(Hopefully) good sports essays and observations for good sports by a guy who tries (and can sometimes fail) to be a good sport.


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Friday, February 24, 2006

Gene Upshaw Opens His Silo, Shows His Nukes

If you don't think so, read this.

The NFL and NFLPA are apparently so far apart on their negotiation of a new collective bargaining agreement that the league that has enjoyed the best labor relations might "Go Baseball" and have some bargaining ugliness, especially after next season.

Capless? That's the word that Gene Upshaw is using with agents, telling them that there might be a capless 2007.

Players won't play without helmets, and owners don't like to play without caps.

This iceberg has been out there for a while, and it's going to get uglier before you have the former Raiders' guard doing the Macarena on "Cold Pizza" with NFL Commissioner Paul Tagliabue.

I used to think that the reason football players didn't strike and take strident positions was because a) their careers are very short and b) they're used to doing what authoritarian figures tell them to do. The latter is much more the case than the NBA, where it's hard to find many players who listen to anyone other than their favorite musicians on their Ipod Nanos before gametime. The fact of the matter is that the Goose that is the NFL is so golden that the players want a far greater share of the eggs than ever before. To continue with the fowl analogy, the owners and players are playing a game of chicken. Thankfully for the fans, the road that they're on is a pretty long one, and their high octane vehicles are far enough away from each other that a crash isn't likely anytime soon.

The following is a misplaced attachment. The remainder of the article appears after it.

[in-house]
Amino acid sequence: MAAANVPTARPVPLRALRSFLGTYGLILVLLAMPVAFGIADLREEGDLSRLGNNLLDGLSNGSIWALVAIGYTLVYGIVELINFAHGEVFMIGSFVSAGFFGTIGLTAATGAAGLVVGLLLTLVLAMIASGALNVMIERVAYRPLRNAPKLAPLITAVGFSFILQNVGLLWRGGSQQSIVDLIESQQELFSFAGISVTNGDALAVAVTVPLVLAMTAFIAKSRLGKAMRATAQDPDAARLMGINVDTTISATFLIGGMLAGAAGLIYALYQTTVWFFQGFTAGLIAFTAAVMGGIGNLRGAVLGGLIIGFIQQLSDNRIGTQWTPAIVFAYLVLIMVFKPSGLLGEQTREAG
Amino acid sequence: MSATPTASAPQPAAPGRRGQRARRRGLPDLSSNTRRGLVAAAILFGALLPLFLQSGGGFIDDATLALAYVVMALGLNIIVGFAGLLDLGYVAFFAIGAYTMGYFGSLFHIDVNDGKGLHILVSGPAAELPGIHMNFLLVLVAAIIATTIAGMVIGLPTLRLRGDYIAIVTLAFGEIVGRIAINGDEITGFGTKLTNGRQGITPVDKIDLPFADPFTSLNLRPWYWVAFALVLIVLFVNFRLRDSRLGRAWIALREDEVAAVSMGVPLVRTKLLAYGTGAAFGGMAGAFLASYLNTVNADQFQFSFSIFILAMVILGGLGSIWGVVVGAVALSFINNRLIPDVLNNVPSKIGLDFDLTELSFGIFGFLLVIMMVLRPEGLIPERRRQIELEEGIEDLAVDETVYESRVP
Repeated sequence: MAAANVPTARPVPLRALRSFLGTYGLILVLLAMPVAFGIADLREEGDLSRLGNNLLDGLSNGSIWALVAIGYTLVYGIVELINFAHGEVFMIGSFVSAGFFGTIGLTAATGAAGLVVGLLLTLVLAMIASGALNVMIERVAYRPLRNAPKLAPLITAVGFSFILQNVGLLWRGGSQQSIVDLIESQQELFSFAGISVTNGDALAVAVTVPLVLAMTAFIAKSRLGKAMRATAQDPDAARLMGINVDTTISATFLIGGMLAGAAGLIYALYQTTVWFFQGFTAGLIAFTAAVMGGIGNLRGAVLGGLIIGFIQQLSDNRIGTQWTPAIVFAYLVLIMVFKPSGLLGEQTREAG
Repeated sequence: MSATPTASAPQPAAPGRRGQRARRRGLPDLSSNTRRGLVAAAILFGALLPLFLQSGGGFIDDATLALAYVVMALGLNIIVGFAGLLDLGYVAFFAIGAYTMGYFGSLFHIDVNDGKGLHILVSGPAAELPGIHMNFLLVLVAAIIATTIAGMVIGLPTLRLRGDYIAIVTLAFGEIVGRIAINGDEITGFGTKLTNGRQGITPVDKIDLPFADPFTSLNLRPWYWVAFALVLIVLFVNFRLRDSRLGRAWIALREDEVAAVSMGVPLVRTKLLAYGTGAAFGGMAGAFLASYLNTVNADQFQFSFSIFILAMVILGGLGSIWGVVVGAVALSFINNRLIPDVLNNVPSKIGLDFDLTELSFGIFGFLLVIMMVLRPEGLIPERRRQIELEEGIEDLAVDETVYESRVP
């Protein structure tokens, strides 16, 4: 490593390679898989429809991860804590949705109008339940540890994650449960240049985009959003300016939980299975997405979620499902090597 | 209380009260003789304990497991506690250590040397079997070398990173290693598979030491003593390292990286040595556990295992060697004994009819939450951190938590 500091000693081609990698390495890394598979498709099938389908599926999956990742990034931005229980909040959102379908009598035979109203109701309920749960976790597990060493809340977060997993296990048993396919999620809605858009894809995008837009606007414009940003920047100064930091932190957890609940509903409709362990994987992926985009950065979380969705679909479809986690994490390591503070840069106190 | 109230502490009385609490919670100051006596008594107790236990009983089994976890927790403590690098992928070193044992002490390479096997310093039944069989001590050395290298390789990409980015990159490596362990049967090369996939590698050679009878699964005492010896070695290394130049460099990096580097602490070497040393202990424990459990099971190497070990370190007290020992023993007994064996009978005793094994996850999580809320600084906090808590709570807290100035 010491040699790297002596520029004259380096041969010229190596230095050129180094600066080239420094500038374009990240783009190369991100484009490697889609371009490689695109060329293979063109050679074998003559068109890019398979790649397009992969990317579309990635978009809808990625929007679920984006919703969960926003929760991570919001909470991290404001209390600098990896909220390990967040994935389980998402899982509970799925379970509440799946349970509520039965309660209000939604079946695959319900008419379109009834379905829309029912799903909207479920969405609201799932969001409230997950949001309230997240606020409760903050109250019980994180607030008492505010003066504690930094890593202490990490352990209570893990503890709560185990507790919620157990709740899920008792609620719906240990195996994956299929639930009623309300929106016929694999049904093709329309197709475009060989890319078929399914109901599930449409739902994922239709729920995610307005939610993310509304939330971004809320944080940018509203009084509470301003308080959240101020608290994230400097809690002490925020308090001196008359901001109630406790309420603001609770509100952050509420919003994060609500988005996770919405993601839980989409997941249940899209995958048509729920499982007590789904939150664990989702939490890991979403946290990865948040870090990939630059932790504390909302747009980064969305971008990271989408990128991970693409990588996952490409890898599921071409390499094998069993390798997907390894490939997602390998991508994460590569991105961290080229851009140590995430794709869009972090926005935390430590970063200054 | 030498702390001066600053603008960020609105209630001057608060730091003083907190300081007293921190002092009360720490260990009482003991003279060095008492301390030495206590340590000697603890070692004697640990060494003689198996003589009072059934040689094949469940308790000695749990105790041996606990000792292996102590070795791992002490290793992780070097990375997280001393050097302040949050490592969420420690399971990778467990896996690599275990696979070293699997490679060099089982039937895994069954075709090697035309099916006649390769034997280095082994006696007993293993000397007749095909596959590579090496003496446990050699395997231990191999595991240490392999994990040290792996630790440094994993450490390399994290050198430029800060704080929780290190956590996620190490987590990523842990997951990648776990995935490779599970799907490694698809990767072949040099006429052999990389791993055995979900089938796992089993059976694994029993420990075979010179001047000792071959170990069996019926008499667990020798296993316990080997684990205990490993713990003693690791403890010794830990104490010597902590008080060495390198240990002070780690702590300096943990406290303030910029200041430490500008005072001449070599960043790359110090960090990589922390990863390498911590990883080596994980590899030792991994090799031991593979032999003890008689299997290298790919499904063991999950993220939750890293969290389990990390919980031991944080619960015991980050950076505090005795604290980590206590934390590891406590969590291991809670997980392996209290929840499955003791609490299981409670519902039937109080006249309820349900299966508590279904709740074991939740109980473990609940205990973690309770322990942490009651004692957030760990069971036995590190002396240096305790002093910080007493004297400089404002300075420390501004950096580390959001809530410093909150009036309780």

Still, that iceberg is moving quickly, ready to surface. If the powers that be let it, the next Titanic that you see listing mightily could be an NFL season, if not the structure of the league as we know it. Make no mistake about it, the current structure of the league has created a wonderful parity that gives every franchise hope of a quick turnaround. Change it to a capless situation, and the best capitalized teams will be at the top of the standings every year.

The good news will be that such a meritocracy will put teams like the Cardinals out of their misery once and for all. The bad news would be that only about 10 teams would be able to compete in all likelihood, TV money or no TV money.

Stay tuned.


Blogger Michael said...

I find it funny, in one post you praise the EPL (send the sh*tty teams down to the minors) and then in the next you curse it (only a handful of teams will dominate).

11:30 PM  

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